Last week, the House Education and Labor Committee held a full hearing on the Employment Non-Discrimination Act, (ENDA) which would ban job discrimination based on sexual orientation or gender identity. ENDA is the crown jewel of an incremental strategy that has dominated the GLBT movement in Washington. The idea is to cut up gay rights into a series of small legislative bites that are digestible to moderate Democrats and Republicans (at least the few left) in swing districts.
For example, we have a bill that would eliminate the Defense of Marriage Act (DOMA). We have another that would allow gay people to serve openly in the military. There is legislation that adds sexual orientation to existing hate crime law. The list goes on.
This strategy may yet work and it deserves a chance, if only because our advocacy groups in Washington have invested so much in its success. It would be very difficult, in any case, to turn this ship around. Perhaps, the ENDA snowball will roll downhill and slowly turn into an avalanche of individual bills that become law. Maybe the piecemeal pupu platter really will become a full meal.
But, what if we don't see tangible results in the next couple of years? Will we be flexible enough to pivot and go in a different direction?
I know it is counterintuitive, but I believe that a single comprehensive GLBT rights bill, that incorporates most of the bills floating around Congress, will be easier to pass than the current flurry of legislation. The reason is, having numerous bills requires repeated partisan fights -- each one bloodier than the next. One large bill would require only a single fight -- which would greatly benefit Democrats in conservative districts.
The current way of doing business is the equivalent of me coming home on Monday to argue with my partner about not putting the cap on the toothpaste. Then on Tuesday, I pick a fight with him for not making the bed. On Wednesday, I confront him because he did not clean up the kitchen after he ate breakfast. Instead of bitter battles over small-bore issues, would it not be simpler for us to have one gigantic, nasty spat over the larger issue of house cleaning and get it over with?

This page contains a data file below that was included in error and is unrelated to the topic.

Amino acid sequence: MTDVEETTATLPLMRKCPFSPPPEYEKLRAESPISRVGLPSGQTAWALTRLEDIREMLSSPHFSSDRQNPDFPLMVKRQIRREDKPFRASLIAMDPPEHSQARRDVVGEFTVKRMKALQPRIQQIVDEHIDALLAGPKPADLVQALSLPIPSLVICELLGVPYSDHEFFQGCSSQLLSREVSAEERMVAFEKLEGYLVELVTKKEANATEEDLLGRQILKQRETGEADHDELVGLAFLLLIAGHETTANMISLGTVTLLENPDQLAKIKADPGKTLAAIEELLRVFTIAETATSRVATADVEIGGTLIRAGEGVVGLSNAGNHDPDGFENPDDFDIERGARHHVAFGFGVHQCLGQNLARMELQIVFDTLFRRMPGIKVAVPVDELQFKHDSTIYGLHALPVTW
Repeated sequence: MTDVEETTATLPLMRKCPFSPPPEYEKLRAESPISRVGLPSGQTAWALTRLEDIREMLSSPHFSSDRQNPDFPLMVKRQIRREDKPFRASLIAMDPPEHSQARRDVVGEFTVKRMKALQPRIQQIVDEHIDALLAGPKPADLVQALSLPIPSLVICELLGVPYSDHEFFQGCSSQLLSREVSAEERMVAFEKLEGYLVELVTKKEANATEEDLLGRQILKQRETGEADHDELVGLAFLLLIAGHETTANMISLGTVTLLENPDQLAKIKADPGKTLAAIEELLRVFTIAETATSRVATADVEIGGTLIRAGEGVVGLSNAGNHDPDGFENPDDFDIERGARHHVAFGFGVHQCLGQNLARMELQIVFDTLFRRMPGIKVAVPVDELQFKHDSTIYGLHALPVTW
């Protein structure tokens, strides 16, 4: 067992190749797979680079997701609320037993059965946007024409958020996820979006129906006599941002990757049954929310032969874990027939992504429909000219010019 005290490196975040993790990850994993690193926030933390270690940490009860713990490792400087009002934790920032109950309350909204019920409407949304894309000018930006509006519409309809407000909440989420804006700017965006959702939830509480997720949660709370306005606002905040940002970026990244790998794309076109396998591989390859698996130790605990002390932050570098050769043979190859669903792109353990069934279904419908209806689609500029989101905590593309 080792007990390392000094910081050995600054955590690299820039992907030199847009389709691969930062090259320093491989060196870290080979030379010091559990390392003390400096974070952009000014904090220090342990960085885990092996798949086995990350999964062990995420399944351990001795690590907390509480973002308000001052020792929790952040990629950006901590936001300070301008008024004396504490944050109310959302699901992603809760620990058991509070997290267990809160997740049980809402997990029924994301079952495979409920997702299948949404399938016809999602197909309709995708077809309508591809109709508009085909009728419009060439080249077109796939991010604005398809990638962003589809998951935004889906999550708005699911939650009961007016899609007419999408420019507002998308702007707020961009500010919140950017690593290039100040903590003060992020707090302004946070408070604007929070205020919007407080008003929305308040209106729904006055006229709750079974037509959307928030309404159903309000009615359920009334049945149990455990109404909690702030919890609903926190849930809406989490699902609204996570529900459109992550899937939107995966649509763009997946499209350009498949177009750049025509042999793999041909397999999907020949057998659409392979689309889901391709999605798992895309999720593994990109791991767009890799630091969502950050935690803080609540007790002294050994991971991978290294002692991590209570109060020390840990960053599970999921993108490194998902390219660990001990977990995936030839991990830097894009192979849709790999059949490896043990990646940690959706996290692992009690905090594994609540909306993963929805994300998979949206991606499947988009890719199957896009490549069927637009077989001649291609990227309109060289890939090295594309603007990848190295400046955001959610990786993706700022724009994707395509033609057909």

The strength of a single GLBT bill is that once it is passed, conservative Republicans have one election cycle to try to use it as a club. Once this time-period elapses, the issue is virtually off the table at the federal level. When Americans see that their lives were not negatively impacted, it will be difficult for conservatives to revive the issue with popular support.
The incremental strategy, on the other hand, gives the GOP -- and a few conservative Democrats -- a permanent wedge issue to use each election cycle. Ending the gay rights debate with sweeping legislation will be less painful at the polls than having this controversial topic drag on indefinitely.
Of course, this won't end the debate on marriage -- but once the DOMA is eliminated, most of these skirmishes will occur at the state level, or ultimately be decided in the Supreme Court.
There is also a public relations advantage to having one large GLBT rights bill, in that it will overwhelm our opponents. If we fight ten bills separately, they can send out ten press releases blasting and distorting each bill. By lumping everything together, we limit the total number of attacks (there are only so many press releases they can send out for one fight).
With one bill, our side is strengthened because our messages are streamlined to three compelling points:
1) In America, all people are created equal and this includes GLBT citizens 2) Our system should not have different sets of laws governing different people 3) Discrimination is wrong
Democrats in conservative districts should be able to confidently argue these three points with moral authority, while the incremental strategy forces Members to abandon powerful, overarching themes and delve into the weeds concerning each piece of legislation, thus weakening their positions.
Most importantly, one bill allows our allies to make coherent arguments for equality. Right now, they are forced to contend that it is wrong to fire gay people from jobs, but it is not as wrong for gay people to be denied public accommodations. This inconsistency creates a patchwork of logic and laws and weakens the moral fabric of our movement.
A one-shot approach might also help our advocacy groups conserve resources. Currently, our lobbyists have to make a pitch for each bill and our advertising dollars are spread thin. With one bill, we could save enough money to create a powerful campaign and rally the grass roots.
Finally, by standing up for full-equality, the Democrats will gain a very loyal and satisfied constituency for years to come. Judging by the attacks on Obama over healthcare, loyal friends may come in handy.